When I think of Sweden, what comes to mind is a big government welfare state, with higher priority being given to economic security than to economic freedom. I was therefore surprised when I saw the Heritage Foundation data reproduced in the accompanying graph, which shows that economic freedom in Sweden is now higher in the United States and Australia. I expect that many readers would be similarly surprised.
The substantial decline which the graph shows for economic freedom in the U.S. and Australia since 2020 is presumably associated with government policies restricting freedom during the Covid19 pandemic. However, economic freedom in Sweden has apparently maintained an upward trend during that period.
In order to come to grips with this new information I thought it might be helpful to consider alternative economic freedom estimates and to take a look at the components of the Heritage Foundation’s economic freedom estimates.
Comparison of Heritage and Fraser estimates
Some of those who feel uncomfortable with the idea that people may now have more economic freedom in Sweden than in the U. S. and Australia might obtain some solace from the fact that the latest economic freedom estimates of the Fraser Institute has Sweden (in 33rd place) ranked far behind both Australia (6th) and the U.S. (7th). Some of the differences between the Heritage and Fraser estimates may be attributable to timing. The Heritage estimates for 2023 are based as far as possible on data for June 30, 2022, whereas the latest available Fraser estimates are for 2020. However, there are also differences in the aspects of economic freedom covered by the indexes. For example, the Heritage estimates incorporate Fiscal Health (deficits and debt) which is an aspect of economic management not incorporated in the Fraser estimates.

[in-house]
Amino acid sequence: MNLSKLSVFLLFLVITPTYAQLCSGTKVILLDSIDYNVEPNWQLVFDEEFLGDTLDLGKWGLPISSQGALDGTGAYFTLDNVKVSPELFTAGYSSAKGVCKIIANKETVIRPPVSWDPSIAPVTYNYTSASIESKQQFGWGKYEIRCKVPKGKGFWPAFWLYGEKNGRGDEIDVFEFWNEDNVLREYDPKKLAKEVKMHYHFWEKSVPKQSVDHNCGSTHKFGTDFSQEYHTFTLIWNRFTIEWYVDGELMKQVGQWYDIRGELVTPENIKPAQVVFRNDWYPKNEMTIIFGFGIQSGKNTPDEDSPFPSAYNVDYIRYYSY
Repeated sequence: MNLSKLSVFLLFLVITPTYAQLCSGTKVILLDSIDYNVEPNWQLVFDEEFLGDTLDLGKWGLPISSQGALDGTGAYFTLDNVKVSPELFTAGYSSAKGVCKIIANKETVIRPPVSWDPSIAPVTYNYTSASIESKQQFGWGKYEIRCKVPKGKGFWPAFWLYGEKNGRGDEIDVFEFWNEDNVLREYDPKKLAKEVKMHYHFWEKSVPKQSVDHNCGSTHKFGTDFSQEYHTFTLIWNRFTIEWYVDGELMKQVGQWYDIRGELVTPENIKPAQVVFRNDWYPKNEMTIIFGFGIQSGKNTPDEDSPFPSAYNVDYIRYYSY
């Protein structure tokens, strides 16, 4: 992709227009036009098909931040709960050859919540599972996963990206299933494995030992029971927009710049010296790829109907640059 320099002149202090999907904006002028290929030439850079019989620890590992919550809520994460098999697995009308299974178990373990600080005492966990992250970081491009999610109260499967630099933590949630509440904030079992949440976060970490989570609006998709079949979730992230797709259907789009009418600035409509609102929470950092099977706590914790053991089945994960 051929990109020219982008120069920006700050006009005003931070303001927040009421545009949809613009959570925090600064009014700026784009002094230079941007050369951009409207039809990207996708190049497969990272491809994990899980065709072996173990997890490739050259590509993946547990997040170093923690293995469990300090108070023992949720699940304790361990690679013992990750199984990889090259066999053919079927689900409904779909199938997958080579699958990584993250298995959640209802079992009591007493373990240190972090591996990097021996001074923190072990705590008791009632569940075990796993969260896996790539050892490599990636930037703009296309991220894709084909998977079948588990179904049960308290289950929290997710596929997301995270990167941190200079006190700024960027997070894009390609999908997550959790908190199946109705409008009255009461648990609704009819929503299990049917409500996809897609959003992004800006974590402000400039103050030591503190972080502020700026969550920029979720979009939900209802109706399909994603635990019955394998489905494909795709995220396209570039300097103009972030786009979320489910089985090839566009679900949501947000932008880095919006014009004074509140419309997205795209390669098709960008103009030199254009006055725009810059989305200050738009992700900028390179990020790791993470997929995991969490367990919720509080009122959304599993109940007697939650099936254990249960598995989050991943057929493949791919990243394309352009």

I was not surprised to see Sweden ranked first in the Fraser Institute’s index of personal freedom, well ahead of Australia (17th) and the U.S. (33rd). The Human Freedom index (which combines economic freedom and personal freedom) has Sweden ranked 6th, ahead of Australia (11th) and the U.S. (23rd).
Comparison of scores on various aspects of economic freedom
The comparison of scores on the accompanying graph indicate that aspects in which Sweden performs relatively well, by comparison with Australia and the U.S. are fiscal health and government integrity. As might be expected from Sweden’s welfare state reputation, the aspects on which Sweden performs relatively poorly include tax burden and government spending.
The answer to the question I posed at the outset depends on which economic freedom index one looks at. The Heritage Foundation’s index clearly has people enjoying greater economic freedom in Sweden than in the U.S. and Australia, but that finding is not confirmed by the Fraser Institute’s index. Whatever Sweden’s current ranking relative to the U.S. and Australia, it is worth pondering how Sweden has managed to maintain relatively high levels of economic and personal freedom, despite having a large welfare state. At this stage, there is not much evidence that Sweden is in grave danger of sliding down the slippery slope to serfdom.